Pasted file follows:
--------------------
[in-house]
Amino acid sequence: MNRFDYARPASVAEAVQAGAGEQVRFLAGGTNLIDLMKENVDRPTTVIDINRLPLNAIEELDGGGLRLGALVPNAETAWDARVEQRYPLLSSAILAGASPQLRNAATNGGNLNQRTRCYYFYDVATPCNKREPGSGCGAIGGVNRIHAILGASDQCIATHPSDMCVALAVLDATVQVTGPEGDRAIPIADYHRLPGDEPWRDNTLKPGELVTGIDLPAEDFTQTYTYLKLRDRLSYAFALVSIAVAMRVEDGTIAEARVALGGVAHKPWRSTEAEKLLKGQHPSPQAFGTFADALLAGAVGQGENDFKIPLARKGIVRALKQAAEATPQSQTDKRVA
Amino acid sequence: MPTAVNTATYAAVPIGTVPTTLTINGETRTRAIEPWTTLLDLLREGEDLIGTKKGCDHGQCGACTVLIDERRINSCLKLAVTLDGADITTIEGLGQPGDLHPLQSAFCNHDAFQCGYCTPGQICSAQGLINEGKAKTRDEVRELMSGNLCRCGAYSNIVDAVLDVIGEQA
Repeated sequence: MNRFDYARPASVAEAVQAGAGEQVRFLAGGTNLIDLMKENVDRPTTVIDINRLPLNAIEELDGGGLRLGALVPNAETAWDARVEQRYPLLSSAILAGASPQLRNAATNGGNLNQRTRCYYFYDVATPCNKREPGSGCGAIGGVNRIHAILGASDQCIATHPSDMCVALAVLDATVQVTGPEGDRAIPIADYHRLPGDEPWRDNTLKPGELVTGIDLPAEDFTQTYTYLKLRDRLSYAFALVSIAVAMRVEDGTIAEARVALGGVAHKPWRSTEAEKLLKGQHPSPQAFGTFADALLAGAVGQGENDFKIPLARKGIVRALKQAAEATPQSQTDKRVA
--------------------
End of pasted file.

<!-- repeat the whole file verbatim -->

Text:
[in-house]
Amino acid sequence: MNRFDYARPASVAEAVQAGAGEQVRFLAGGTNLIDLMKENVDRPTTVIDINRLPLNAIEELDGGGLRLGALVPNAETAWDARVEQRYPLLSSAILAGASPQLRNAATNGGNLNQRTRCYYFYDVATPCNKREPGSGCGAIGGVNRIHAILGASDQCIATHPSDMCVALAVLDATVQVTGPEGDRAIPIADYHRLPGDEPWRDNTLKPGELVTGIDLPAEDFTQTYTYLKLRDRLSYAFALVSIAVAMRVEDGTIAEARVALGGVAHKPWRSTEAEKLLKGQHPSPQAFGTFADALLAGAVGQGENDFKIPLARKGIVRALKQAAEATPQSQTDKRVA
Amino acid sequence: MPTAVNTATYAAVPIGTVPTTLTINGETRTRAIEPWTTLLDLLREGEDLIGTKKGCDHGQCGACTVLIDERRINSCLKLAVTLDGADITTIEGLGQPGDLHPLQSAFCNHDAFQCGYCTPGQICSAQGLINEGKAKTRDEVRELMSGNLCRCGAYSNIVDAVLDVIGEQA
Repeated sequence: MNRFDYARPASVAEAVQAGAGEQVRFLAGGTNLIDLMKENVDRPTTVIDINRLPLNAIEELDGGGLRLGALVPNAETAWDARVEQRYPLLSSAILAGASPQLRNAATNGGNLNQRTRCYYFYDVATPCNKREPGSGCGAIGGVNRIHAILGASDQCIATHPSDMCVALAVLDATVQVTGPEGDRAIPIADYHRLPGDEPWRDNTLKPGELVTGIDLPAEDFTQTYTYLKLRDRLSYAFALVSIAVAMRVEDGTIAEARVALGGVAHKPWRSTEAEKLLKGQHPSPQAFGTFADALLAGAVGQGENDFKIPLARKGIVRALKQAAEATPQSQTDKRVA